Kabul Beauty School: An American Woman Goes Behind the Veil by Deborah Rodriguez
Paperback: 320 pages
Publisher: Random House Trade Paperbacks (December 18, 2007)
Source: My Shelves
Soon after the fall of the Taliban, in 2001, Deborah Rodriguez went to Afghanistan as part of a group offering humanitarian aid to this war-torn nation. Surrounded by men and women whose skills–as doctors, nurses, and therapists–seemed eminently more practical than her own, Rodriguez, a hairdresser and mother of two from Michigan, despaired of being of any real use. Yet she soon found she had a gift for befriending Afghans, and once her profession became known she was eagerly sought out by Westerners desperate for a good haircut and by Afghan women, who have a long and proud tradition of running their own beauty salons. Thus an idea was born.
With the help of corporate and international sponsors, the Kabul Beauty School welcomed its first class in 2003. Well meaning but sometimes brazen, Rodriguez stumbled through language barriers, overstepped cultural customs, and constantly juggled the challenges of a postwar nation even as she learned how to empower her students to become their families’ breadwinners by learning the fundamentals of coloring techniques, haircutting, and makeup.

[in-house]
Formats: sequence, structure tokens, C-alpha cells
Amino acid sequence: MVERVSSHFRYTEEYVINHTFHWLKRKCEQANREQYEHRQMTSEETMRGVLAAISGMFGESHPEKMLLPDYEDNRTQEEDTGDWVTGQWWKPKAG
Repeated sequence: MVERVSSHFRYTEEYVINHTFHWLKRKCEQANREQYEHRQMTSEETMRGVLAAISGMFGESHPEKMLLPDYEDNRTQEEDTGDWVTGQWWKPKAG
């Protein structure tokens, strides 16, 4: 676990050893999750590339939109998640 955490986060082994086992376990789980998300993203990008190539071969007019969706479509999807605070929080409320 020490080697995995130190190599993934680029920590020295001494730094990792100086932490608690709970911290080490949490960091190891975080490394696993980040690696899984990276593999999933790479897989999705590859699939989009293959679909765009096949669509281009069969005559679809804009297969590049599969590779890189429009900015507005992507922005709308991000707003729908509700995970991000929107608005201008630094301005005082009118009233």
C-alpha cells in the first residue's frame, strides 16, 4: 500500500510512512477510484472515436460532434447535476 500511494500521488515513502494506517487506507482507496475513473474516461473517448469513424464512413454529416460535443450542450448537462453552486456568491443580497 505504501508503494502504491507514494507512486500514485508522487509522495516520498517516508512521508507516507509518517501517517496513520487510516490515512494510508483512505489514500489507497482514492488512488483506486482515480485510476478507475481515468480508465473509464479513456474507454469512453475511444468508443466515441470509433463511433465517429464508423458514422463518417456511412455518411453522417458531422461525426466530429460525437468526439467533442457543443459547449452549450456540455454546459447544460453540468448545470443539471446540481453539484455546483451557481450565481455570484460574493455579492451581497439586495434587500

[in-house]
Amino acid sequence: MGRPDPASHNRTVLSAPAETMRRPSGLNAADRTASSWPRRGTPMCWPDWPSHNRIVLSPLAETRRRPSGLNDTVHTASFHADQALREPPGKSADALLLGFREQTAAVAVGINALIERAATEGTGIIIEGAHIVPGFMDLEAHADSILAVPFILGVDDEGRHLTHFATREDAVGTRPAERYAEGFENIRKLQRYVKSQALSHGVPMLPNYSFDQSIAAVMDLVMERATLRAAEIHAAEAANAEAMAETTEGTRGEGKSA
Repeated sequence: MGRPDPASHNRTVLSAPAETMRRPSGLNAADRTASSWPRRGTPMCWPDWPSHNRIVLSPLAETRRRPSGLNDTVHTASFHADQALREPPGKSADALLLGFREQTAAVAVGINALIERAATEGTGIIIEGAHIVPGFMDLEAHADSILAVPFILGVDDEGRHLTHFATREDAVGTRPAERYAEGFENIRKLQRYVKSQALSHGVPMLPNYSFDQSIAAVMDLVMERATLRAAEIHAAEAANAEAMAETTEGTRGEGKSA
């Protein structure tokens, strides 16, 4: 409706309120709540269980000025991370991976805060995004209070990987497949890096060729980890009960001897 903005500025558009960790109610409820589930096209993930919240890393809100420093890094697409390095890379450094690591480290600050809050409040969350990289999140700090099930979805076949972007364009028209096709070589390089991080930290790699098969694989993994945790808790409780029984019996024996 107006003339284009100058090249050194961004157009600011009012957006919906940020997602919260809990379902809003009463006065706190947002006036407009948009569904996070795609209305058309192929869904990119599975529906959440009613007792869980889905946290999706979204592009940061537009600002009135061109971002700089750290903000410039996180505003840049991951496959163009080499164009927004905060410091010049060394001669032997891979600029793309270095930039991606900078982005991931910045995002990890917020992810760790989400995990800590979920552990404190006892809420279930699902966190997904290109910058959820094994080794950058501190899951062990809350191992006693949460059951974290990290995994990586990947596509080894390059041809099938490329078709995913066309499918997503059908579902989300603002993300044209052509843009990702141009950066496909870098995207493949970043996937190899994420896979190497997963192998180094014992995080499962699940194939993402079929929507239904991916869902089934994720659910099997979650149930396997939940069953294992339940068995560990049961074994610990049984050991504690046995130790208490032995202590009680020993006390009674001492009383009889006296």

Sometimes an unfinished book is the victim of circumstances, and that was the case with this one. I was about halfway through Kabul Beauty School when Claire was born. The book up to that point was good, but it wasn't one I was telling every one about. I thought that Rodriguez had a wonderful program that empowered Afghan women, but I had a hard time matching her enthusiasm for hair color and makeup.
Once Claire arrived my reading time dwindled to nothing and I never picked this one back up. About two months later it was requested on Paperback Swap and I mailed it out without finishing it. If you've read this one, did I miss out on a wonderful ending, or was reading half the book sufficient? 0 stars